[0, 1, 2, 3, 4, 5, 6, 7, 8, 9, 1, 2, 3, 4, 5, 6, 7, 8, 9, 10, 11, 12, 12, 23, 24, 25, 26, 27, 28, 29, 21, 22, 23, 24, 25, 25, 36, 37, 38, 39, 31, 32, 33, 34, 35, 36, 36, 47, 48, 49, 41, 42, 43, 44, 45, 46, 47, 47, 48, 59, 51, 52, 52, 63, 64, 56, 57, 58, 59, 60, 61, 62, 63, 64, 65, 66, 67, 68, 69, 70],
[0, 1, 2, 3, 4, 5, 6, 7, 8, 9, 1, 2, 3, 4, 5, 6, 7, 8, 9, 10, 2, 3, 3, 4, 5, 6, 7, 8, 9, 10, 3, 4, 4, 5, 6, 6, 7, 8, 9, 10, 4, 5, 5, 6, 7, 7, 7, 8, 9, 10, 5, 6, 6, 7, 8, 8, 8, 8, 9, 10, 6, 7, 7, 8, 9, 9, 9, 9, 10, 11, 7, 8, 8, 9, 10, 10, 10, 10, 11, 12]
)
```

Which might not be the easiest one to read. It shows the parent for each vertex first and then the distance to our start node `1`

. So the last value of the second array shows us the length of our path. Then we can start from the last value of the first array and go along the parents to get our path.

I wrote this function for it:

```
function get_path_list(bfs_parents)
c = length(bfs_parents)
l = Int[]
while c != 1
push!(l, c)
c = bfs_parents[c]
end
return reverse!(l)
end
```

In our case it is:

`[2, 12, 23, 24, 25, 36, 47, 48, 59, 60, 70, 80]`

It never starts with a `1`

due to my while loop break but you can read it as we start at the top left corner. Then go one right to the `d`

of `driftwood`

which means we delete that `d`

. Then we go down (a plus of 10 in our case as `driftwood`

has 9 chars). Then diagonally (a plus of 11) and so on.

The last step that we need to do is now to make this path readable as I tried in my last sentence 😄 but hopefully more visually pleasing. For this I installed Crayons.jl. First I wanted to have tuples which contain whether we delete, insert or keep a char and then the char itself.

```
function get_insert_delete_tuples(path, old_word, new_word)
A = length(old_word)
tpls = Vector{Tuple{Symbol, Char}}()
last = 1
for p in path
lj, li = divrem(last-1, A+1)
j, i = divrem(p-1, A+1)
# deletion
if li+1 == i && j == lj
push!(tpls, (:delete, old_word[i]))
elseif i == li && lj+1 == j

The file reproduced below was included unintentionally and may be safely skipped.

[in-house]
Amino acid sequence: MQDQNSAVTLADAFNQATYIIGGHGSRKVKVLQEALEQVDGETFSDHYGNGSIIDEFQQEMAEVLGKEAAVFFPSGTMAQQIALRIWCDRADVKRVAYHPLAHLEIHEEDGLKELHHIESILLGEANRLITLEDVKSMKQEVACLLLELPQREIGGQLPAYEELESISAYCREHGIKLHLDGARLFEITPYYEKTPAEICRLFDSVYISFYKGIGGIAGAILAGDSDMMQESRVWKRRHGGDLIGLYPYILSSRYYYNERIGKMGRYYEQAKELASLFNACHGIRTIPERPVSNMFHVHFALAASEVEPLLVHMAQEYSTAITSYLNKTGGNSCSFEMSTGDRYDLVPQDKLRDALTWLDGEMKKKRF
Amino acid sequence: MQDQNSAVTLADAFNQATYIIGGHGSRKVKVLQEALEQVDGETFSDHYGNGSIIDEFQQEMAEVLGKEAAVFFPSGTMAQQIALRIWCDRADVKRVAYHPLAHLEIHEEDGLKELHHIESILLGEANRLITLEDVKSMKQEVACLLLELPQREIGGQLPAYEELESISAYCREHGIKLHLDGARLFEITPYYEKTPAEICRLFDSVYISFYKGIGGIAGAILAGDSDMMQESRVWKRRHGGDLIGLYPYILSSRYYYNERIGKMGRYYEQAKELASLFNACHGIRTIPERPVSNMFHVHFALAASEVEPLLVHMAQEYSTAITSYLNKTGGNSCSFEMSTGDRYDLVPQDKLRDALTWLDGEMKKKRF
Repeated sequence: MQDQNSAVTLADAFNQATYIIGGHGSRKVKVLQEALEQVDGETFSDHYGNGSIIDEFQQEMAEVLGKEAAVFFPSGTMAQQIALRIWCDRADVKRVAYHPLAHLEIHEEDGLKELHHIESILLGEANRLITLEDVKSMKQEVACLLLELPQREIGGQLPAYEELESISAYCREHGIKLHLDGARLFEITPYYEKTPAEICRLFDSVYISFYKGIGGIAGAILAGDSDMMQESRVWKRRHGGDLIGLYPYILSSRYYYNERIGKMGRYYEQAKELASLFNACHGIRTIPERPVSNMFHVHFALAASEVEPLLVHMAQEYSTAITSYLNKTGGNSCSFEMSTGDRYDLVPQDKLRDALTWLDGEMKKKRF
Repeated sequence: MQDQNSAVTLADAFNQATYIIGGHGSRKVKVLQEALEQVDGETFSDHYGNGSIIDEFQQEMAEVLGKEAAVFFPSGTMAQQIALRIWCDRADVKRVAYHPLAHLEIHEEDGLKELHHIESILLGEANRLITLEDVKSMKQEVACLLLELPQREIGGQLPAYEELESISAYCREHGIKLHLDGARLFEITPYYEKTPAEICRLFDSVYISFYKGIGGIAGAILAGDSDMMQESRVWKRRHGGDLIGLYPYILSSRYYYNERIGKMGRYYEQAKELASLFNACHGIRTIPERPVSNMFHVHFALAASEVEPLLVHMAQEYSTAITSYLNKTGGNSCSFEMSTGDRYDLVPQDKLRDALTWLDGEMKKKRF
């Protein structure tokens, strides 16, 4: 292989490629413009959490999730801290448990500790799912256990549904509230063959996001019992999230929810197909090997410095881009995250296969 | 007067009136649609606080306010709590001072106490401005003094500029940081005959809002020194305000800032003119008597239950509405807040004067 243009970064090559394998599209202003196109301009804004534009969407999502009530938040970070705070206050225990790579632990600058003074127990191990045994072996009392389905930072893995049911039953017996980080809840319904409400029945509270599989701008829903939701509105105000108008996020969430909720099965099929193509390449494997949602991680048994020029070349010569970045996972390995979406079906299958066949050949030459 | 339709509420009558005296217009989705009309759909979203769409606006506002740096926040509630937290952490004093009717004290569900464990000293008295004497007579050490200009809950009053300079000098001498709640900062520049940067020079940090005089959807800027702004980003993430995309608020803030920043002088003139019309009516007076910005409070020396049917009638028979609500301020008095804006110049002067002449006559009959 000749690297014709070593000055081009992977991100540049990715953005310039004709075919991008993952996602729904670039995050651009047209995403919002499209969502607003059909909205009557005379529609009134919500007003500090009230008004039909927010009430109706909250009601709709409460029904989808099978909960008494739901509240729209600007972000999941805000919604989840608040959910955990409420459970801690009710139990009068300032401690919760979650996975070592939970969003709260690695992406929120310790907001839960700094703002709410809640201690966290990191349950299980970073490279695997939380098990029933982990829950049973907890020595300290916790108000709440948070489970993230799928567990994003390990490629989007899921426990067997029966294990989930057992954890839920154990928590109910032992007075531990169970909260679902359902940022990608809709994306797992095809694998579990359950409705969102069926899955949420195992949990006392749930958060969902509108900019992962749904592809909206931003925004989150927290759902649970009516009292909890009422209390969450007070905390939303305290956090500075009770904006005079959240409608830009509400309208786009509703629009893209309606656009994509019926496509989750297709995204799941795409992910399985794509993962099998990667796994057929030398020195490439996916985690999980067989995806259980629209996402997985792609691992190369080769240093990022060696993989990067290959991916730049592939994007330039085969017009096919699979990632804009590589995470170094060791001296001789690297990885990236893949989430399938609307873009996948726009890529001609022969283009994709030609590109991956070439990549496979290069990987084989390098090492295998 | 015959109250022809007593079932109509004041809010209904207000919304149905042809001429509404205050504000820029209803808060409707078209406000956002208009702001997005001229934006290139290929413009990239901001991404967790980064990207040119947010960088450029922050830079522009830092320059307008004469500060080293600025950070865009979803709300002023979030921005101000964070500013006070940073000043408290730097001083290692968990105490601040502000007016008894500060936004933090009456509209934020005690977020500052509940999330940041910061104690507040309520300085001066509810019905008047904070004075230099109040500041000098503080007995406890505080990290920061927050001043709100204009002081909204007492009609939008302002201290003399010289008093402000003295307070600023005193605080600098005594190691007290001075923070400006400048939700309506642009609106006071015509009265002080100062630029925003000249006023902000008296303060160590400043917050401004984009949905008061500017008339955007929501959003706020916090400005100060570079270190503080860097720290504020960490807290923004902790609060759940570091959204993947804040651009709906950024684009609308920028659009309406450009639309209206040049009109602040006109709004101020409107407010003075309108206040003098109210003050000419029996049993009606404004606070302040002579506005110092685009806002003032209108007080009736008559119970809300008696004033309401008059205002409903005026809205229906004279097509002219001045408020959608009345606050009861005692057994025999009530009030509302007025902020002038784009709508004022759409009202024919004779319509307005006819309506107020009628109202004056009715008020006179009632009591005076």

# insertion
push!(tpls, (:insert, new_word[j]))
else
push!(tpls, (:same, old_word[i]))
end
last = p
end
return tpls
end
```

Here we go along the path keep track of the last vertex we came from and convert that into two dimensional coordinates. Then we check whether we came from the left, top or diagonally.

My last function is to convert that to crayons:

```
function print_in_crayons(ins_del_tpls)
for tpl in ins_del_tpls
cray = Crayon(reset=true)
if tpl[1] == :delete
cray = Crayon(reset=true, strikethrough=true)
elseif tpl[1] == :insert
cray = Crayon(reset=true, foreground=:green)
end
print(cray, tpl[2])
end
println()
end
```

And in our `word_diff`

method I've added:

```
path_list = get_path_list(bfs_result.parents)
ins_del_tpls = get_insert_delete_tuples(path_list, old_word, new_word)
print_in_crayons(ins_del_tpls)
```

For our example the output reads like:

I totally agree that it isn't the easiest to read so I give you the task to improve the output here as well 😉

I think there are several options this could be improved:

We would like to keep the whole "two" and then remove the second "o" from "wood" afterwards instead of deleting the first "o"

Check this out for several lines.

Do we have a line by line diff and one for each individual line?

It might be interesting to test this out for larger files then and do some benchmarks.

Thanks for reading!

**Special thanks to my 11 patrons!**

Special special thanks to my >4$ patrons. The ones I thought couldn't be found 😄